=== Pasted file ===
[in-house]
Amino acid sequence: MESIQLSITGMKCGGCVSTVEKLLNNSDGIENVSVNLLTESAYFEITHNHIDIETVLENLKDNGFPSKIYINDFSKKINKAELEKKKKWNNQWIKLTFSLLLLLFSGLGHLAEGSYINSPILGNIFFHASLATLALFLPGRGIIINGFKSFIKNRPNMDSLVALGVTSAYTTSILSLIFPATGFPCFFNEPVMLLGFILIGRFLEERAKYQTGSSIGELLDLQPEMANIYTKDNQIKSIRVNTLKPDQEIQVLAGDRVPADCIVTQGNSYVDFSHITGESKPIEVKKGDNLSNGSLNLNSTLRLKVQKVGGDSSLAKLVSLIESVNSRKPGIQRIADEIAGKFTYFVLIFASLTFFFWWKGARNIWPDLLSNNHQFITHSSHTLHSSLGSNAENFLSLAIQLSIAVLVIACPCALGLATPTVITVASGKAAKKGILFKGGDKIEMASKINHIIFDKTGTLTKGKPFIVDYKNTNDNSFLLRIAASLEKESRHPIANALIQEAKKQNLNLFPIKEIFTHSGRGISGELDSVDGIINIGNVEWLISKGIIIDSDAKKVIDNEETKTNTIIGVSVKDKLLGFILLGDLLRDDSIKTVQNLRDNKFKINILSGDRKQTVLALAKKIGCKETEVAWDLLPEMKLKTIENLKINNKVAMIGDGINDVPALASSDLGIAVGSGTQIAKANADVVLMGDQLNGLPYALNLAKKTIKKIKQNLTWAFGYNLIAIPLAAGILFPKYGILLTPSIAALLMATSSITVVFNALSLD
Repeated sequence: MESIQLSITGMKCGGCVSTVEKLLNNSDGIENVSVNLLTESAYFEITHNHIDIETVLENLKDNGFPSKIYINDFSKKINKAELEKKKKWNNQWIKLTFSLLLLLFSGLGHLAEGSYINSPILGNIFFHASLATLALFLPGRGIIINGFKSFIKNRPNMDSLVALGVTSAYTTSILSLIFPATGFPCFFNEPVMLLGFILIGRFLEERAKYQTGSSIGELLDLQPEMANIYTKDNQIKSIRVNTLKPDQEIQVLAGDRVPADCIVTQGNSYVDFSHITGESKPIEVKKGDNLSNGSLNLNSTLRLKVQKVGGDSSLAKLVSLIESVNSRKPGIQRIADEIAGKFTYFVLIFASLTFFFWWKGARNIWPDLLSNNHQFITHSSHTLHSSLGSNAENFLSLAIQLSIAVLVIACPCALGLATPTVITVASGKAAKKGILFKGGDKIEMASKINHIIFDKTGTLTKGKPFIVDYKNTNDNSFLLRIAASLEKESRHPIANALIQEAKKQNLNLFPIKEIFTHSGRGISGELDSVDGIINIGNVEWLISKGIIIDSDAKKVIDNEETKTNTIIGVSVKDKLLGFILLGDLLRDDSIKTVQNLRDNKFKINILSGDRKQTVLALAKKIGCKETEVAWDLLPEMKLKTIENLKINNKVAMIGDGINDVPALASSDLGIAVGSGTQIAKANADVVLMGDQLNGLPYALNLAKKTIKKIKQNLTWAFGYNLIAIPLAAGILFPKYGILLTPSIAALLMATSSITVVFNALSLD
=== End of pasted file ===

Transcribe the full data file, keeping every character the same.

[in-house]
Amino acid sequence: MESIQLSITGMKCGGCVSTVEKLLNNSDGIENVSVNLLTESAYFEITHNHIDIETVLENLKDNGFPSKIYINDFSKKINKAELEKKKKWNNQWIKLTFSLLLLLFSGLGHLAEGSYINSPILGNIFFHASLATLALFLPGRGIIINGFKSFIKNRPNMDSLVALGVTSAYTTSILSLIFPATGFPCFFNEPVMLLGFILIGRFLEERAKYQTGSSIGELLDLQPEMANIYTKDNQIKSIRVNTLKPDQEIQVLAGDRVPADCIVTQGNSYVDFSHITGESKPIEVKKGDNLSNGSLNLNSTLRLKVQKVGGDSSLAKLVSLIESVNSRKPGIQRIADEIAGKFTYFVLIFASLTFFFWWKGARNIWPDLLSNNHQFITHSSHTLHSSLGSNAENFLSLAIQLSIAVLVIACPCALGLATPTVITVASGKAAKKGILFKGGDKIEMASKINHIIFDKTGTLTKGKPFIVDYKNTNDNSFLLRIAASLEKESRHPIANALIQEAKKQNLNLFPIKEIFTHSGRGISGELDSVDGIINIGNVEWLISKGIIIDSDAKKVIDNEETKTNTIIGVSVKDKLLGFILLGDLLRDDSIKTVQNLRDNKFKINILSGDRKQTVLALAKKIGCKETEVAWDLLPEMKLKTIENLKINNKVAMIGDGINDVPALASSDLGIAVGSGTQIAKANADVVLMGDQLNGLPYALNLAKKTIKKIKQNLTWAFGYNLIAIPLAAGILFPKYGILLTPSIAALLMATSSITVVFNALSLD
Repeated sequence: MESIQLSITGMKCGGCVSTVEKLLNNSDGIENVSVNLLTESAYFEITHNHIDIETVLENLKDNGFPSKIYINDFSKKINKAELEKKKKWNNQWIKLTFSLLLLLFSGLGHLAEGSYINSPILGNIFFHASLATLALFLPGRGIIINGFKSFIKNRPNMDSLVALGVTSAYTTSILSLIFPATGFPCFFNEPVMLLGFILIGRFLEERAKYQTGSSIGELLDLQPEMANIYTKDNQIKSIRVNTLKPDQEIQVLAGDRVPADCIVTQGNSYVDFSHITGESKPIEVKKGDNLSNGSLNLNSTLRLKVQKVGGDSSLAKLVSLIESVNSRKPGIQRIADEIAGKFTYFVLIFASLTFFFWWKGARNIWPDLLSNNHQFITHSSHTLHSSLGSNAENFLSLAIQLSIAVLVIACPCALGLATPTVITVASGKAAKKGILFKGGDKIEMASKINHIIFDKTGTLTKGKPFIVDYKNTNDNSFLLRIAASLEKESRHPIANALIQEAKKQNLNLFPIKEIFTHSGRGISGELDSVDGIINIGNVEWLISKGIIIDSDAKKVIDNEETKTNTIIGVSVKDKLLGFILLGDLLRDDSIKTVQNLRDNKFKINILSGDRKQTVLALAKKIGCKETEVAWDLLPEMKLKTIENLKINNKVAMIGDGINDVPALASSDLGIAVGSGTQIAKANADVVLMGDQLNGLPYALNLAKKTIKKIKQNLTWAFGYNLIAIPLAAGILFPKYGILLTPSIAALLMATSSITVVFNALSLD